With Jari’s best mates at his side, they team up for one last mission . . . a mission that will be nearly impossible to pull off. But just like everything else in life….if the juice is worth the squeeze, YOU take the risk. The only question, Jari must ask himself is . . . Is retirement really worth dying for?
The characters that really shine in this work are Jari and Betha. Jari is pragmatic, kind, and easily likeable. Betha is a breath of fresh air in the world of fantasy as a female minotaur who does not get sexualized. It is really their friendship and dedication to one another that is the beating heart of the story.
Driven by a fast pace, we follow Jari, Betha, and their adventuring party across the lands. There are a variety of characters encountered, and it is nice to see dwarven characters included that aren’t automatically all miners or forgers. The world building when it comes to the minotaur culture is really great, and it feels as if you step into an undiscovered world altogether.
The narration on the audiobook is very pleasing to listen to. Walt Allen has a great tone that easily evokes imagery. At just over nine hours, it is not a long listen and is great for readers who want a fun summer read rather than those looking for a longer fantasy series.
A land torn asunder by war, famine, and corruption. Through many years of hardship, the people step from their homes to discover a new life. The once mysterious Blood Mist slowly evaporates from the earth, and demons linger throughout the mountains. This is the world of the Forbidden Lands.
A dwarf minstrel, elf fighter, goblin sorcerer, and human peddler approach a small quaint village by the river. A guard gazes lazily at them as they pass by the fortified wooden gate. These aren’t typical adventurers, they are rogues and raiders trying to make a living in a dangerous world.
Forbidden Lands is a tabletop role-playing game from Free League Publishing. It’s a twist on other popular RPG titles where the players aren’t necessarily the heroes of the campaign, but instead are simply trying to survive any way they can.
The mythos and lore of Forbidden Lands is well thought out and detailed. The gods brought their people to a new land and discovered it wasn’t as peaceful as they had hoped. Wars erupted and fighting spread throughout the world. Then a terrible mist appeared and killed everything it touched. Eventually, the mist vanished but the world was changed and portions of it still linger throughout waiting to be discovered by would-be adventures hoping to become a legend.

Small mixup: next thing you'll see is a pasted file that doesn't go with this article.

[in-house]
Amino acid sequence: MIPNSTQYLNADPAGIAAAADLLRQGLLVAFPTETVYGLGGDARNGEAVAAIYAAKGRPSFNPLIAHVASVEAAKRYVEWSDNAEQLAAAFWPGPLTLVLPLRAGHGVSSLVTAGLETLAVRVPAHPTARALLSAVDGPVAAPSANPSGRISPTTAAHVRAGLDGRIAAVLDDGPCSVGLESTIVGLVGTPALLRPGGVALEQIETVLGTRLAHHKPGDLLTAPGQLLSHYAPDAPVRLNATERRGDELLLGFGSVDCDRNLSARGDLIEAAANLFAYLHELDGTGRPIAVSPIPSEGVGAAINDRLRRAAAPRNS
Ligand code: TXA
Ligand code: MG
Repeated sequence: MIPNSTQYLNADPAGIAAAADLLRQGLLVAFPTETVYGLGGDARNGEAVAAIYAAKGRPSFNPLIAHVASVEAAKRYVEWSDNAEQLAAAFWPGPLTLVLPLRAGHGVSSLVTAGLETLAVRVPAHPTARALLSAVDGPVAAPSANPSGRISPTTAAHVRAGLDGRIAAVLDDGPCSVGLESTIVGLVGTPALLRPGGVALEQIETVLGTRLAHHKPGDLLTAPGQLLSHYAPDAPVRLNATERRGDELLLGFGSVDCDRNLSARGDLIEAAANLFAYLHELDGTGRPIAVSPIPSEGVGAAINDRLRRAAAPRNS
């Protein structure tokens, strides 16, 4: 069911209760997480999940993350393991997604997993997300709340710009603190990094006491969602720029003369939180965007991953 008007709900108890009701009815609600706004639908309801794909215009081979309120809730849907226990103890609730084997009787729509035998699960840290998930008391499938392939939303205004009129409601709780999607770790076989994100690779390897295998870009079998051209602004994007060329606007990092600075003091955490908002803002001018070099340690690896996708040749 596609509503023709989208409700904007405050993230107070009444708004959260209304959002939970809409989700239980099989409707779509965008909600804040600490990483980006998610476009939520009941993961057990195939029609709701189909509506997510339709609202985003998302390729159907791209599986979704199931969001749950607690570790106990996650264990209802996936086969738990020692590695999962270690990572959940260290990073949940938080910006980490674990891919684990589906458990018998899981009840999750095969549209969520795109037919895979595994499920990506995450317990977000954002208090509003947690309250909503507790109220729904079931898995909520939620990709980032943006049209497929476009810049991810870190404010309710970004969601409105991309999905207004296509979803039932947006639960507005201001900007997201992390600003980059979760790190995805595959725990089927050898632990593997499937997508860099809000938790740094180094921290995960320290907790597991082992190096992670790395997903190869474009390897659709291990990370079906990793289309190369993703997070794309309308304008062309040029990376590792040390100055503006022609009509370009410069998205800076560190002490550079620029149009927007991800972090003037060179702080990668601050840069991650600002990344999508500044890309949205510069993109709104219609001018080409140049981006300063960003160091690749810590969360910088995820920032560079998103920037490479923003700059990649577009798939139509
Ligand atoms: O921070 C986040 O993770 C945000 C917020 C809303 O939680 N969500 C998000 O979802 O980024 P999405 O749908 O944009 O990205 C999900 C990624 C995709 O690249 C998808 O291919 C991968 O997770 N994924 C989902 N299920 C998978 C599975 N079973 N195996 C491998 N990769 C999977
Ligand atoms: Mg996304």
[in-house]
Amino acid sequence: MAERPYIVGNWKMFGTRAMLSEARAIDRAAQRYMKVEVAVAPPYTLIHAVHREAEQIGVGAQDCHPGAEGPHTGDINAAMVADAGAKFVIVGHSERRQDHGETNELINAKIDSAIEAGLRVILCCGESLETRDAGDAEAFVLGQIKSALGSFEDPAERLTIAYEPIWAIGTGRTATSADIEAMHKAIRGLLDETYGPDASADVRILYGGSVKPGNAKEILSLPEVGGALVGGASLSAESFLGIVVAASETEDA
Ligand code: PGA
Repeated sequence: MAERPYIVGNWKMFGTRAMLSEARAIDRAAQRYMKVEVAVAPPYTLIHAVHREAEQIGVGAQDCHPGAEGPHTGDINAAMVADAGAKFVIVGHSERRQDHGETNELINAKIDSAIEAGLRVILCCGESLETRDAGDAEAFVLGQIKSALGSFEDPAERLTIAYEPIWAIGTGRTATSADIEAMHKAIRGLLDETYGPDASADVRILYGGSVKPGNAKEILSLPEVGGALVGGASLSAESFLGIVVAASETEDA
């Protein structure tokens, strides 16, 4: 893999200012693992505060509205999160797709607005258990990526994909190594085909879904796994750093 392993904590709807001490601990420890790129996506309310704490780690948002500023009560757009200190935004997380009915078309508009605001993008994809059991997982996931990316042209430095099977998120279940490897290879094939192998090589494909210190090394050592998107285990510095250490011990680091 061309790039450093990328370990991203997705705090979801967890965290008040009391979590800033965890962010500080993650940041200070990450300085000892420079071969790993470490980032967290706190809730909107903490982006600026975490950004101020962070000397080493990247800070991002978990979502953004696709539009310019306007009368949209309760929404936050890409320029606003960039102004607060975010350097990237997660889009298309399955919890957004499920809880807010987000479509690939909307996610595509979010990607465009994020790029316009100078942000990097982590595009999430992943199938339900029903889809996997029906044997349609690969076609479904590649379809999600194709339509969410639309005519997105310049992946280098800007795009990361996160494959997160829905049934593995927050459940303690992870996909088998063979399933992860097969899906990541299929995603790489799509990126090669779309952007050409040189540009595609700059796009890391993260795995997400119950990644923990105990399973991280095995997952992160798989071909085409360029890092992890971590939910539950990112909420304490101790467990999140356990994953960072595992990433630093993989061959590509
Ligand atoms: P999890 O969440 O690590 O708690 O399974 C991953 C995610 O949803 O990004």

Speaking of legends, Legends are how the players learn about the world and its people. They are also a way for them to gain experience. Instead of a player not knowing who an NPC is, the game masters might have the characters hear about a legend from NPCs, maps, or notes they find during their adventure. Or before they encounter an area of the person, they roll a die to find out what they know.
Another aspect of Forbidden Lands is the Stronghold. Over time the characters will have made a name for themselves and if they live long enough, they will gain access to their own stronghold. The Forbidden Lands are dangerous and full of deadly creatures, and the characters will need a place to rest. Strongholds are a home base for characters to regroup and restock after returning from an adventure.
However, they are not always safe. The rules contain several random encounters to use when the characters are resting inside their stronghold. Peace is hard to come by in this world and that’s what makes it exciting.
Cultures and Kin
Forbidden Lands contains many cultures called Kin. They range from Human, Elf, Half-Elf, Dwarf, Halfling, Orc, Wolfkin, Goblin. Each one can then choose a profession or class if you’re used to Dungeons & Dragons. These can be Druid, Fighter, Hunter, Minstrel, Peddler, Rider, Rogue, or Sorcerer.
There are also skills and abilities based on Attributes. Your character’s physical and mental capabilities are measured in attributes. They are broken down into four categories: Strength, Agility, Wits, and Empathy.